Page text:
Ecologigal Society of America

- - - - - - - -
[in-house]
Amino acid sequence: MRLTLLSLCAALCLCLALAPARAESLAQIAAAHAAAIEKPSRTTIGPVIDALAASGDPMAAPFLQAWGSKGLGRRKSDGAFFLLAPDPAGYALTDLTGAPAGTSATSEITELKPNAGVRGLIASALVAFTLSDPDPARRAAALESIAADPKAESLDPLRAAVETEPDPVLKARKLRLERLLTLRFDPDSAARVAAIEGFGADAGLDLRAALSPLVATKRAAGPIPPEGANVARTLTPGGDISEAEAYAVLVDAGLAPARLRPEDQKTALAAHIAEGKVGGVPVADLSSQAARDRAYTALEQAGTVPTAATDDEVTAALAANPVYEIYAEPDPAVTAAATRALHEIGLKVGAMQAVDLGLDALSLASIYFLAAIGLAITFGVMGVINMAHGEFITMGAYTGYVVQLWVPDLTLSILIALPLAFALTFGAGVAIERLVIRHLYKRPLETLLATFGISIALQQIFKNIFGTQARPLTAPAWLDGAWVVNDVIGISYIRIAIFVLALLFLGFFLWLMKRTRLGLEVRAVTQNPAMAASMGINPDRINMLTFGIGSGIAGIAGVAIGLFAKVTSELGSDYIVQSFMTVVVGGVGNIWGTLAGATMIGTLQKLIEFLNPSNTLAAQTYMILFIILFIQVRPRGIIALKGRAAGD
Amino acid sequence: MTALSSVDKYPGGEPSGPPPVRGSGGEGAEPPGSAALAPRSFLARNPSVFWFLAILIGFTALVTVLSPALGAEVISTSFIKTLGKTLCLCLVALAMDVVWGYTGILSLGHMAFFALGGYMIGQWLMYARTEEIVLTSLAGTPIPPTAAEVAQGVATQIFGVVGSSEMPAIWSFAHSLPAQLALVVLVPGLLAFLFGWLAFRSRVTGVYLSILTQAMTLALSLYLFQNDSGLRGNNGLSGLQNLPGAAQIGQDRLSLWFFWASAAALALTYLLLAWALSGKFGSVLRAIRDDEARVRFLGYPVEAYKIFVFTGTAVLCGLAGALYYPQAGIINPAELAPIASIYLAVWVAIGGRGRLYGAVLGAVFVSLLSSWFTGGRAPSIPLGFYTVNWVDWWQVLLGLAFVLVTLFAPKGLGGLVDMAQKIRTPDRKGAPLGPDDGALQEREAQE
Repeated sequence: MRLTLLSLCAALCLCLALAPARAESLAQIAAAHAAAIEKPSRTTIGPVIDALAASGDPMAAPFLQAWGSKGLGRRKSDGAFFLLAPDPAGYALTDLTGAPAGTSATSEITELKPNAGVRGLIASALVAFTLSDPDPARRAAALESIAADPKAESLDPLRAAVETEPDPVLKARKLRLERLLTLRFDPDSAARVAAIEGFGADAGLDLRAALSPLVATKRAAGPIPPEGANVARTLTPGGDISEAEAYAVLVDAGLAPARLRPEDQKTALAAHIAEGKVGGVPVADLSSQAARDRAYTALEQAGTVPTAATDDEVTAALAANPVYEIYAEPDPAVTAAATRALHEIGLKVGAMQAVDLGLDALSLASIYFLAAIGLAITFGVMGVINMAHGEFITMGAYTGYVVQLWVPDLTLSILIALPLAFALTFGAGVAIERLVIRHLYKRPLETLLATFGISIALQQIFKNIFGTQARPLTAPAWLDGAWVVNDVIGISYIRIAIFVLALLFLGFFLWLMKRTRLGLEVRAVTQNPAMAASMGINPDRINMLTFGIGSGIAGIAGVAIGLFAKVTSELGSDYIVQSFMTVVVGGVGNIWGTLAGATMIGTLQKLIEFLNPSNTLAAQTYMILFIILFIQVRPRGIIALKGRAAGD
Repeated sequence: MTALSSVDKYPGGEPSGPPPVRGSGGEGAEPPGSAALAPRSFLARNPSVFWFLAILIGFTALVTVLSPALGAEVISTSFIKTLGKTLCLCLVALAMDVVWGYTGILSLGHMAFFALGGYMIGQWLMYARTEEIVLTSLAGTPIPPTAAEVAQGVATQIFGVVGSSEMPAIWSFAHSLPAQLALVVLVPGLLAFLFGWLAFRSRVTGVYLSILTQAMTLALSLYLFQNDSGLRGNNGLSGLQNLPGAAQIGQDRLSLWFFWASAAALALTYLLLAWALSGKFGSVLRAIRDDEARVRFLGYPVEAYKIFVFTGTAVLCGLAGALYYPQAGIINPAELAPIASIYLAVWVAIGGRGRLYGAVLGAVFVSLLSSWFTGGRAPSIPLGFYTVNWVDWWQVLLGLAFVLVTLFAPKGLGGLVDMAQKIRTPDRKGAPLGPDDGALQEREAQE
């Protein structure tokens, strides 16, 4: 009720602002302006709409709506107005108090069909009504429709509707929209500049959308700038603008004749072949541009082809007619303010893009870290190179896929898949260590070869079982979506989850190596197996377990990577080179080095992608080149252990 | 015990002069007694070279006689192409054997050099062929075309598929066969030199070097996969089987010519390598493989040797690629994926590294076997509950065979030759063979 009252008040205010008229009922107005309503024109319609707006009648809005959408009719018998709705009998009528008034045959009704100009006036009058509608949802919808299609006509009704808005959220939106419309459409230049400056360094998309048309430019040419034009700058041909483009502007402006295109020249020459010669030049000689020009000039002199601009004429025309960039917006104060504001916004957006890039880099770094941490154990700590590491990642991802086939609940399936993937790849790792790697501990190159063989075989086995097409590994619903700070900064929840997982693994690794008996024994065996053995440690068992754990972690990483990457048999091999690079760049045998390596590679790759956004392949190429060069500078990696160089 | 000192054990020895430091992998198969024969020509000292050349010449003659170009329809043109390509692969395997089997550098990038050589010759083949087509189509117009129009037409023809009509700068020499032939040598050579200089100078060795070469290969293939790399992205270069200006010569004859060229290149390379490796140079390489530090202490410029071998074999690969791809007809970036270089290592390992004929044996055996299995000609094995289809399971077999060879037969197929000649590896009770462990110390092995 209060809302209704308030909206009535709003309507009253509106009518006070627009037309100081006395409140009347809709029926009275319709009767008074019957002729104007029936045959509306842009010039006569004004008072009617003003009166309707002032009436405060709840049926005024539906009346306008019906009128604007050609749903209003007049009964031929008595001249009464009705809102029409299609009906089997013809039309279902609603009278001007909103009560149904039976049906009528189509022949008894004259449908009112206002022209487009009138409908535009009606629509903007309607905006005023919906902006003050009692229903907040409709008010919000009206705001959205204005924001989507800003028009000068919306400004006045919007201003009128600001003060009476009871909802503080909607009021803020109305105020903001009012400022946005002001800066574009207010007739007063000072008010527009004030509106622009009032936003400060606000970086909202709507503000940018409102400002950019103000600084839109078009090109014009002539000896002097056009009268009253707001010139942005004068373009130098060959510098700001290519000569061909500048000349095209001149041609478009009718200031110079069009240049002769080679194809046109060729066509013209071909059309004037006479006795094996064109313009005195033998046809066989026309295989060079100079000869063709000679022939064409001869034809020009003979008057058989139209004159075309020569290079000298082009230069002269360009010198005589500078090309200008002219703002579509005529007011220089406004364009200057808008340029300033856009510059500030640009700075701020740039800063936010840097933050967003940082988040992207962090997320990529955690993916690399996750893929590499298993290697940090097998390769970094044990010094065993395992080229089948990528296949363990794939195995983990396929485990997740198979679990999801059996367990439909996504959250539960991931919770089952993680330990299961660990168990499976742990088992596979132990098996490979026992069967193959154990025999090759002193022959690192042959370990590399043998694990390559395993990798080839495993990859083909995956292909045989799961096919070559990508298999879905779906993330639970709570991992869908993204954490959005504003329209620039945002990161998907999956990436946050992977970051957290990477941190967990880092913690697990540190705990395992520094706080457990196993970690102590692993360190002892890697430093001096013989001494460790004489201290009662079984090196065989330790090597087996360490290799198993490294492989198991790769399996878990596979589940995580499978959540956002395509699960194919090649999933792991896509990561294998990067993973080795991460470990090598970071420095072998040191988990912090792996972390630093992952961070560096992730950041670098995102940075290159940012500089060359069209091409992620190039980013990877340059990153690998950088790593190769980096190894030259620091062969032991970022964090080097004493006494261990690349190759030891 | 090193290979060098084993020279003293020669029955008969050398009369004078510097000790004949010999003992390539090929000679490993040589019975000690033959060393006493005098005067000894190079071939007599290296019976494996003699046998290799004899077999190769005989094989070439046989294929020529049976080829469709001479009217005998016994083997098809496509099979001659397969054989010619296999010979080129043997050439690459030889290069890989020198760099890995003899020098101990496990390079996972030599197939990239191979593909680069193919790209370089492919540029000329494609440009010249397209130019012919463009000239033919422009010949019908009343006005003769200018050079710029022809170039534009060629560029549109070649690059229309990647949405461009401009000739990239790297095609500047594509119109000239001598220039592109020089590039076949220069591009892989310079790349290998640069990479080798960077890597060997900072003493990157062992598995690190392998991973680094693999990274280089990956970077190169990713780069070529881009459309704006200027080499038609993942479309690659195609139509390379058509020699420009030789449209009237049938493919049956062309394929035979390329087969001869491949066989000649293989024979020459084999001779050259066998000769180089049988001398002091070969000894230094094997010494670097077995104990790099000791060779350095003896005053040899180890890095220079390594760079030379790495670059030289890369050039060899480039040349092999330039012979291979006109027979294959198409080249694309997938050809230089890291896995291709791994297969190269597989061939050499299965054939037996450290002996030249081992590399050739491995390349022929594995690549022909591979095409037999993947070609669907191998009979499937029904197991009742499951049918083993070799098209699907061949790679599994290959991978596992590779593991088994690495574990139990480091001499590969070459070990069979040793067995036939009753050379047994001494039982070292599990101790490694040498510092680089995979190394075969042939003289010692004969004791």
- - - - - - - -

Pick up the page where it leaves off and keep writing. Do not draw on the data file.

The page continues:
It has been hypothesized that periodically flooded forests have higher rates of aboveground net primary production than upland forests and near-continuously flooded forests, but a competing hypothesis holds that the benefits of periodic inputs of nutrients and water may be diminished by stresses associated with anaerobic soils or drought. To test these hypotheses, we measured groundwater table depths and aboveground productivity in floodplain forests of South Carolina and Louisiana. We established paired plots on locally dry, intermediate, and wet topographic positions across three hydrologic transects in each state. These plots encompassed upland hardwood, bottomland hardwood, and cypress swamp forests. Measurements of leaf litterfall, wood production, and groundwater table depth were made in 1987 and 1988. We then used mean growing-season water depth (MWD) to group the plots into three classes: wet (.0 cm), intermediate (0 to 260 cm), and dry (,260 cm). Aboveground net primary production (NPP) on wet plots (2-yr mean 6 1 SD 5 675 6 271 g·m22·yr21) was significantly lower than on intermediate and dry plots (P # 0.02). There was no significant difference between intermediate and dry plots (107 6 189 and 1038 6 91) g·m22·yr21, respectively). In addition, aboveground NPP on intermediate plots was not significantly different from 22 temperate upland forests in the literature. Combining our data with data from the literature, we found that aboveground NPP on wet plots was negatively related to MWD with a slope of 25 g·m22·yr21·cm21. On sites with evidence of hydrologic disturbance (.25% dead stems) the slope of this line was 5 times greater (224 g·m22·yr21·cm21). We conclude that the subsidy–stress hypothesis does not adequately describe patterns of NPP across Southeastern U.S. floodplain forests. Conditions of periodic flooding and flowing water do not often lead to high rates of productivity compared with upland forests. However, extensive flooding is nearly always a significant stress on forest productivity, particularly when the flooding regime has been recently perturbed through levee construction or impoundment. Our data support a more complex interaction between subsidy and stress factors.
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